Many of my college-bound kids have no time for resume building. They focus on a more prosaic goal: family survival. One student cleans office buildings at night to help his diabled mother pay rent while another works weekends to help prevent her home from going into foreclosure. A third student shares her home with an abused, homeless woman taken in by her parents. Am I to suggest they spend a few days with Habitat for Humanity, building homes for the poor, or volunteering at the local women’s shelter to burnish their resumes so they can compete with wealthier college applicants?

Despite efforts to ease the burden of applying to competitive colleges, admissions is still a process dominated by money and its lack. College visits are largely out of reach for my students, yet visits and on campus interviews increase a student’s chances. When I took a day off from work last year to take Tramon to visit Haverford College , the campus information session stressed the importance of a personal interview. Tramon’s first question afterwards was: “What about the kids who don’t know that it is important and can’t afford to get here?” While the College Board offers our school a limited number of fee waivers for SAT testing and colleges often waive application fees with these vouchers, the system discriminates in more subtle ways. There are no waivers for the cost of sending AP scores ($15 per school) . And to apply for financial aid requires completion of the College Board’s CSS Profile, which costs $16 per school. My students have to ask their families to put aside very scarce family resources just to see if they are eligible for financial aid!

My four freshmen—my odds-beaters—had SAT scores hundreds of points below the average of the students admitted to their colleges. They took far fewer AP courses, and participated in fewer extra-curricular activities (since our school offers few activities other than sports). What set them apart was their class rank: they were all in the top two percent of the senior class, a function of their love of learning, their desire to do well, and their hard work to rise to the top. Despite the claim that, on the merits of their applications, they were “unqualified” for admission to the schools where they are getting As and Bs, all will graduate with honors from schools that are among the best in the country—joining my former students who graduated from Bowdoin College, Johns Hopkins University, Georgetown University, and Stanford University .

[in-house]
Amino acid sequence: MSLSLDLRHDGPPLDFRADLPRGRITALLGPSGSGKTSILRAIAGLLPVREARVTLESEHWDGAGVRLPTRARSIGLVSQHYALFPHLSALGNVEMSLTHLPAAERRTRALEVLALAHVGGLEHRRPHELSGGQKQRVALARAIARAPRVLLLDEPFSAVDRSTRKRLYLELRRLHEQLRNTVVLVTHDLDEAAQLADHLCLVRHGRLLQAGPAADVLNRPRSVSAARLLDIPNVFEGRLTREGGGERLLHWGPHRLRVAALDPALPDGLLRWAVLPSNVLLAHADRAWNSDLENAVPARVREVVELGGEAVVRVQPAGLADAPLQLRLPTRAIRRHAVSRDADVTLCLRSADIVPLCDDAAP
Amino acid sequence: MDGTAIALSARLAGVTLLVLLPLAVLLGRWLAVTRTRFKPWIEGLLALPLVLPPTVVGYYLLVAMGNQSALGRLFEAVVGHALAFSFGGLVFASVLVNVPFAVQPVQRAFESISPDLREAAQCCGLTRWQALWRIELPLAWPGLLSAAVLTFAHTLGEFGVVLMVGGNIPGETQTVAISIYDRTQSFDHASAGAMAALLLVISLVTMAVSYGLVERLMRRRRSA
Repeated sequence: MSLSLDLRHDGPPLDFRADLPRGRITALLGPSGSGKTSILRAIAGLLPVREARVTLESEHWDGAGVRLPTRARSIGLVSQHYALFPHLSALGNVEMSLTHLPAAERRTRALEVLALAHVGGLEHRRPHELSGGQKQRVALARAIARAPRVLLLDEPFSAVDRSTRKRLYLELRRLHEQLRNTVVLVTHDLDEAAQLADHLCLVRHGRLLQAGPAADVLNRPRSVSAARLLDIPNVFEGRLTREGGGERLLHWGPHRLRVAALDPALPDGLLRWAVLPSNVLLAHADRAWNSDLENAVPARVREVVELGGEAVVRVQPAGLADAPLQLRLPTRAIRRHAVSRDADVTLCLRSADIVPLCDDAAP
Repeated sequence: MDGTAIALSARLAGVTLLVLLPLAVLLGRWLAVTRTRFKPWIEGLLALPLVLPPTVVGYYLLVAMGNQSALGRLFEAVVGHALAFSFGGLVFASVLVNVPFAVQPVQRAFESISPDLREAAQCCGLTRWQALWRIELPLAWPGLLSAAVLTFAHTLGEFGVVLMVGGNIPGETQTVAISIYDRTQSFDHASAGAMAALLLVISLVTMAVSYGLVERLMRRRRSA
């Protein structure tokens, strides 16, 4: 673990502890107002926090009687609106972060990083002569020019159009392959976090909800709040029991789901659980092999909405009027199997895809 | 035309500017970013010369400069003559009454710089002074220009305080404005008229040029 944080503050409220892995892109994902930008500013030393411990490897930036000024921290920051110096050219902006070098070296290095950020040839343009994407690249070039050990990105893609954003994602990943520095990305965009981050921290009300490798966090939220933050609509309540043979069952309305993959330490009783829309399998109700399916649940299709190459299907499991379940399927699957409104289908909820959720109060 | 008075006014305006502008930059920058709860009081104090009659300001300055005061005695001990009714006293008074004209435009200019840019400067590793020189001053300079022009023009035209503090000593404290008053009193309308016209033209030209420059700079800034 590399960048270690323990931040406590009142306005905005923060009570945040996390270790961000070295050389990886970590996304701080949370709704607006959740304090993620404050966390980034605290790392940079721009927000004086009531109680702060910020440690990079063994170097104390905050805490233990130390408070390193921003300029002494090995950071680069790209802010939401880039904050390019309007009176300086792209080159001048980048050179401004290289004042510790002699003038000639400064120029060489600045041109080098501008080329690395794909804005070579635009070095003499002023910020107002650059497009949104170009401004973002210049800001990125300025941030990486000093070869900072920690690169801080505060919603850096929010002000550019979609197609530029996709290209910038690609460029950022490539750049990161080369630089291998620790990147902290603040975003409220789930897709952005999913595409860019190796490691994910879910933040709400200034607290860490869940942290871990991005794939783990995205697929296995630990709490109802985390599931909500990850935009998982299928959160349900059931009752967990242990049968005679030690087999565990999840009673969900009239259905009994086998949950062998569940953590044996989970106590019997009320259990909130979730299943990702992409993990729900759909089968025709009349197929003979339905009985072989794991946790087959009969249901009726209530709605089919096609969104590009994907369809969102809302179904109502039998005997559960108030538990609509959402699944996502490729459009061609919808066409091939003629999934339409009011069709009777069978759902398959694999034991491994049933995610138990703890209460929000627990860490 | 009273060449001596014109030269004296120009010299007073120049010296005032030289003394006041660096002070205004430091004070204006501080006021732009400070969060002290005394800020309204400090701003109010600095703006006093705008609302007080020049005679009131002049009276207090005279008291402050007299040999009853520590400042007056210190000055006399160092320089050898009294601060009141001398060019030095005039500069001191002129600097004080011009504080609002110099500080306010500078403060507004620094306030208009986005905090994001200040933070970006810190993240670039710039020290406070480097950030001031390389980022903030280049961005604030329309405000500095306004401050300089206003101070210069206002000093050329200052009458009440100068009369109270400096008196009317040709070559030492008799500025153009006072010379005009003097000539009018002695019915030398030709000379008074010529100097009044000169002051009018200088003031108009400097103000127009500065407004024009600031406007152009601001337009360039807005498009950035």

So Chief Justice Roberts, in the end, we agree: Discrimination is discriminatory. That is why colleges must be allowed to consider the social and economic circumstances of my students when making admissions decisions—as Bryn Mawr, Cornell, Dartmouth, and Middlebury have done. My kids don’t want a leg up; but neither do they deserve a kick in the chest.

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Elias Vlanton is a veteran teacher at Bladensburg High School in Maryland. In 2009 he was awarded an honorary doctorate of letters from St. Mary’s College of Maryland for successfully assisting low-income students attend college.

Comments

  • Jim Bogden on March 29, 2013 1:33 AM:

    Thank you for a fresh reminder - and for putting fresh faces - on a classic argument that is as compelling as ever.

  • superdestroyer on March 29, 2013 7:22 AM:

    The question is why to progressives believe that blacks should be able to jump from inner city school to Ivy League in one generation. Why not let those highly motivated, willing to learn minorities attend state flag ship universities where they then use to help their own children live in good neighborhoods with AP Class and SAT pep classes.

    In other words, why should white parents have to work so hard to ensure that there are enough other whites between their children's achievement and the top black to make sure that some other white pays the price for affirmative action.

  • Elias Vlanton on March 29, 2013 8:32 AM:

    superdestroyer, I don't completely understand your argument, but I don't find your "let them go to state schools" position convincing. That assumes that the college admissions process is somehow impartial and objective when, as the article shows, it is not.

    The racial basis of current affirmative action can be removed, for all I care, but I see no reason why poorer, hard-working students should be at a disadvantage in attending college. Today they are.

  • Sgt. Gym Bunny on March 29, 2013 8:54 AM:

    Seconding Jim Bogden above. Thank you, Mr. Vlanton, for your contribution to this discussion.